Brendan Harkin

On Saturday 20th May 2017, several thousand people marched into Belfast City Centre as part of the An Dream Dearg rally calling for the introduction of an Irish Language Act in Northern Ireland. I went into town with my camera to document it.



The main parade made its way down from the Falls Road, through Castle Street and rounded into Donegall Place as they sang Óró, sé do bheatha ‘bhaile with the marchers in front leading the head of the parade in chants of “Acht aa Gaeilge Anois” (Irish Language Act Now).


From what could be seen there were no overtly political flags or symbols beyond the An Dream Dearg branding and signature red colour. No tricolours or similar trappings were on show. 


Young people were very much at the forefront of the parade. Youth activists, community groups and supporters from schools made up a strong contingent in the rally with political parties remaining within their own groups.


It isn’t a protest in Belfast without someone setting off a smoke-flare.


The youthful focus of the rally was again represented in the speakers with young people singing and speaking in Irish on the stage to the crowd. The political presence at the rally was kept confined to the crowd with a few placards and banners on show from Sinn Fein and People Before Profit. No politicians spoke at the event which focused on activists taking to the stage.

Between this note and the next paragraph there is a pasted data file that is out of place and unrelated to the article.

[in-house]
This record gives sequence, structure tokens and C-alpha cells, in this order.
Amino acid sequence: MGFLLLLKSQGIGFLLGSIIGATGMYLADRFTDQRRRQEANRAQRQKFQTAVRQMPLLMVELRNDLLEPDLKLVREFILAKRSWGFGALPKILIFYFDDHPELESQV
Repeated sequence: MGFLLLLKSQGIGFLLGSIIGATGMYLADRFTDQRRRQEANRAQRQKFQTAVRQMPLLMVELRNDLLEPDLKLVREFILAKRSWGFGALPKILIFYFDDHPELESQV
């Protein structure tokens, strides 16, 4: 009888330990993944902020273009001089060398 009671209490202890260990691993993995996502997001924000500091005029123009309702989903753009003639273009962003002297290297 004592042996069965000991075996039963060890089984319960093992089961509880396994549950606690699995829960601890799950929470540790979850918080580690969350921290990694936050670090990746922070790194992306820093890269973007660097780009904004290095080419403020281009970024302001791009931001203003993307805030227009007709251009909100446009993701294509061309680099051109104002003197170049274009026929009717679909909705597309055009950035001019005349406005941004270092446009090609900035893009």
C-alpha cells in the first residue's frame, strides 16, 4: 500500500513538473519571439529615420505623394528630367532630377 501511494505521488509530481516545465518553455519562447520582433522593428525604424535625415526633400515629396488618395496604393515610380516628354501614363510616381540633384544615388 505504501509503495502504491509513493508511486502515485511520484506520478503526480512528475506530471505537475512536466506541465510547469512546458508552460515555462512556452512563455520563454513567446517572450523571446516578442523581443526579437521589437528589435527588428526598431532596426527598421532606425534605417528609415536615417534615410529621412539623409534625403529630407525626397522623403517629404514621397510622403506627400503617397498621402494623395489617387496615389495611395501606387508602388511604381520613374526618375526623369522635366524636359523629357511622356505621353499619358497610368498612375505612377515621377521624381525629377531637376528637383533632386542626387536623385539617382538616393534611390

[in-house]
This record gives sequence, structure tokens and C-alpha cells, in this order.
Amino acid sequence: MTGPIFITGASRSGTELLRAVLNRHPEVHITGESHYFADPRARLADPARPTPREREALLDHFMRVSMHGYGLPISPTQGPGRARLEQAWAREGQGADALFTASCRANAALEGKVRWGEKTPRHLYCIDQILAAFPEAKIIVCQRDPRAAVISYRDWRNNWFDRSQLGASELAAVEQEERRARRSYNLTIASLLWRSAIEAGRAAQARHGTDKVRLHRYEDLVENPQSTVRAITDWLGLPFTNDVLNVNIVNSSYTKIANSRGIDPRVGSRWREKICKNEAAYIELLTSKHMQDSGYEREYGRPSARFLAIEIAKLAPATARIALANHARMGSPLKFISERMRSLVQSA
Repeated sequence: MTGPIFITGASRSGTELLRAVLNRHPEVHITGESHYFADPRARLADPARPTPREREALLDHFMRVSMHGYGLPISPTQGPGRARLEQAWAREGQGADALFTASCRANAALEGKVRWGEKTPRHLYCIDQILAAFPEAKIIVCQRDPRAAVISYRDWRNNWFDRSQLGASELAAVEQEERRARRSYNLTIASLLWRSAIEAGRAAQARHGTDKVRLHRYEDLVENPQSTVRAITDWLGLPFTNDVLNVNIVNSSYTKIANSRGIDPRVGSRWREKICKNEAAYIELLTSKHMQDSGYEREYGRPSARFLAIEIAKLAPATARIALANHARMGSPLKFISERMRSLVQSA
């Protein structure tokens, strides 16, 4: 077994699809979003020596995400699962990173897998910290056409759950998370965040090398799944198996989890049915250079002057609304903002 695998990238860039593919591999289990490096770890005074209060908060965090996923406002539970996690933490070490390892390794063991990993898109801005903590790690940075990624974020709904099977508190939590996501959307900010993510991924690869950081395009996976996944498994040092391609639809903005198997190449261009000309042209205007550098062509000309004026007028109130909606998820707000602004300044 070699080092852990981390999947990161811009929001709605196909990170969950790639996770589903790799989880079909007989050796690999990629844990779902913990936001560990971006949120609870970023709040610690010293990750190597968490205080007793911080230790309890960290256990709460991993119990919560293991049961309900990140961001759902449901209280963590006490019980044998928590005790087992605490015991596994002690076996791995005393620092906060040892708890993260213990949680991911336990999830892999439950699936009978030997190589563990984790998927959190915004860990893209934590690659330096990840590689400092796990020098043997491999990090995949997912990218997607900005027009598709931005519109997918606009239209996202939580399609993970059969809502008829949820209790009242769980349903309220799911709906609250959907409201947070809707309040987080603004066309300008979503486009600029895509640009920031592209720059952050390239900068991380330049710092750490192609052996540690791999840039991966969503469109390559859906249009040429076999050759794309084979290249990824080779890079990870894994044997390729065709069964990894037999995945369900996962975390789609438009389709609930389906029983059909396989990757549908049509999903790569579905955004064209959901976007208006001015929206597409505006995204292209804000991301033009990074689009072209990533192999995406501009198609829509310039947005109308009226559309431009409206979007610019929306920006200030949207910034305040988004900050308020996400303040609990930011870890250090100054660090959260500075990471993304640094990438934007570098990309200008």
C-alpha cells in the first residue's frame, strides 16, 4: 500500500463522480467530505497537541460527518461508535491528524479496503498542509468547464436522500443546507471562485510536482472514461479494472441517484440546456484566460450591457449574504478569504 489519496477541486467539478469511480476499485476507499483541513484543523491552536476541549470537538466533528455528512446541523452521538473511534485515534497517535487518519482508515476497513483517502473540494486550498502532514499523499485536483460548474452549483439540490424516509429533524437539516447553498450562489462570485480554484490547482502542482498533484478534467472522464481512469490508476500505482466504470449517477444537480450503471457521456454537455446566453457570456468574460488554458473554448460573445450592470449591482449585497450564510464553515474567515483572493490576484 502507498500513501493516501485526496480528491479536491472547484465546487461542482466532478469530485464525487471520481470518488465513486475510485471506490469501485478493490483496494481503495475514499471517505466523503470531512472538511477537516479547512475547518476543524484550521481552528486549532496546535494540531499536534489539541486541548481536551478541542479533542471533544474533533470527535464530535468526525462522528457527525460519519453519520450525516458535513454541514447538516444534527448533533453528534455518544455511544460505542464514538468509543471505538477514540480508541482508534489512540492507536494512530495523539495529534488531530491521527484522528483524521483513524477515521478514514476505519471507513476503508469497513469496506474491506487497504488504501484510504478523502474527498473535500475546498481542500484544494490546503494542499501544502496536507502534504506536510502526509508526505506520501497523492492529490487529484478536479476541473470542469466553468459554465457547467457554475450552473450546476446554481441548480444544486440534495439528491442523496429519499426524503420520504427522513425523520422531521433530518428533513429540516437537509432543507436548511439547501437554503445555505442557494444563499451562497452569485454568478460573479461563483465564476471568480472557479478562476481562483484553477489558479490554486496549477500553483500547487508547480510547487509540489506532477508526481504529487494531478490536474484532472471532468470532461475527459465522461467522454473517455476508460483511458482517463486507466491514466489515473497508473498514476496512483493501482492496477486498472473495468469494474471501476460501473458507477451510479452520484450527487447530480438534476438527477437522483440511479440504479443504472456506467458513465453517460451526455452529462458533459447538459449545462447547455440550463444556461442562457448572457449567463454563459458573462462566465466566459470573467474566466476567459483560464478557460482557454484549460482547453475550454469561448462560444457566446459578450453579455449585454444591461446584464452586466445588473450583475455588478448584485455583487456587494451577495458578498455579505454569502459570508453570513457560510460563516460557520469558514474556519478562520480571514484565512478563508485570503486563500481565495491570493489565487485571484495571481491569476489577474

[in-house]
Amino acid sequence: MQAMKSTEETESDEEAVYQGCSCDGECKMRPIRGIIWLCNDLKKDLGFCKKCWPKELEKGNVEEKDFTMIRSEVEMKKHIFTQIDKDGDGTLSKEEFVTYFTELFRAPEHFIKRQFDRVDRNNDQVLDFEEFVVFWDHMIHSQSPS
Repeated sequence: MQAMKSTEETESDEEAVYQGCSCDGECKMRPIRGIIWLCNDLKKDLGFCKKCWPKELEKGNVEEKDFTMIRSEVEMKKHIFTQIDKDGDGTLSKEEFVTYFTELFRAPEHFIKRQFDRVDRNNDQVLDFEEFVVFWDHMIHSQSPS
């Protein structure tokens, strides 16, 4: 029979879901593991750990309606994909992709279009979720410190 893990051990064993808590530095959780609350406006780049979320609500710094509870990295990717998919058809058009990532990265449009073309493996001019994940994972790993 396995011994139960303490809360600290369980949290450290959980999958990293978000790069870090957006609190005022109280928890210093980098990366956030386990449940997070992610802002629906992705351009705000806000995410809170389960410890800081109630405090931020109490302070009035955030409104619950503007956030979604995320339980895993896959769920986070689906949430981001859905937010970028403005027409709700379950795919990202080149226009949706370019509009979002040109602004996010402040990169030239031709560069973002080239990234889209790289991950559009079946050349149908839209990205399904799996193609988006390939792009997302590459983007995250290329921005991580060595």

The stand-off over an Irish Language Act forms part of the impasse which current holds the future of power-sharing in the balance.

The DUP have insisted they will not agree to such an act whilst Arlene Foster has met with Irish language speakers to speak about the matter. Sinn Fein continue to hold an Irish Language Act as a red-line in discussions to form a government with the DUP.

At the time of writing there has been no movement on these negotiations as the deadline is extended until after the snap General Election on June 8th 2017. The NI Secretary of State has warned of a return to Direct Rule is an agreement is not reached and power-sharing restored.

Brendan Harkin is originally from Belfast and is currently based on Twitter. You can find more of his photography here.

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Photo Credits: Brendan Harkin